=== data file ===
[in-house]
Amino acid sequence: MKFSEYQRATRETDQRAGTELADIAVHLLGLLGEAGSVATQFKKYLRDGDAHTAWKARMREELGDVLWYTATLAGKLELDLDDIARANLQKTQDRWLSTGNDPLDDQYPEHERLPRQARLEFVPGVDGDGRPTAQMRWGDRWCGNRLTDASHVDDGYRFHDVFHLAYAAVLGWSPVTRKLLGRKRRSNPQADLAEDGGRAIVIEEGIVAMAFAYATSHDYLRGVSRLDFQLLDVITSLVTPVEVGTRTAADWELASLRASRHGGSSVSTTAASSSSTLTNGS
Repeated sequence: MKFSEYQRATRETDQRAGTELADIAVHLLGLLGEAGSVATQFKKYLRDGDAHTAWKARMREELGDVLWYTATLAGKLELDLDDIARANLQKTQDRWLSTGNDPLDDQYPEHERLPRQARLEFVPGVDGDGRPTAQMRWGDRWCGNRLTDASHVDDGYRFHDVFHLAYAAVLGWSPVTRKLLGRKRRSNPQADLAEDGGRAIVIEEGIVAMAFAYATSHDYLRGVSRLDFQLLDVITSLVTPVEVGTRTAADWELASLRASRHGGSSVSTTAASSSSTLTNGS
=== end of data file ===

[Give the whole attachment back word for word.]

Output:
[in-house]
Amino acid sequence: MKFSEYQRATRETDQRAGTELADIAVHLLGLLGEAGSVATQFKKYLRDGDAHTAWKARMREELGDVLWYTATLAGKLELDLDDIARANLQKTQDRWLSTGNDPLDDQYPEHERLPRQARLEFVPGVDGDGRPTAQMRWGDRWCGNRLTDASHVDDGYRFHDVFHLAYAAVLGWSPVTRKLLGRKRRSNPQADLAEDGGRAIVIEEGIVAMAFAYATSHDYLRGVSRLDFQLLDVITSLVTPVEVGTRTAADWELASLRASRHGGSSVSTTAASSSSTLTNGS
Repeated sequence: MKFSEYQRATRETDQRAGTELADIAVHLLGLLGEAGSVATQFKKYLRDGDAHTAWKARMREELGDVLWYTATLAGKLELDLDDIARANLQKTQDRWLSTGNDPLDDQYPEHERLPRQARLEFVPGVDGDGRPTAQMRWGDRWCGNRLTDASHVDDGYRFHDVFHLAYAAVLGWSPVTRKLLGRKRRSNPQADLAEDGGRAIVIEEGIVAMAFAYATSHDYLRGVSRLDFQLLDVITSLVTPVEVGTRTAADWELASLRASRHGGSSVSTTAASSSSTLTNGS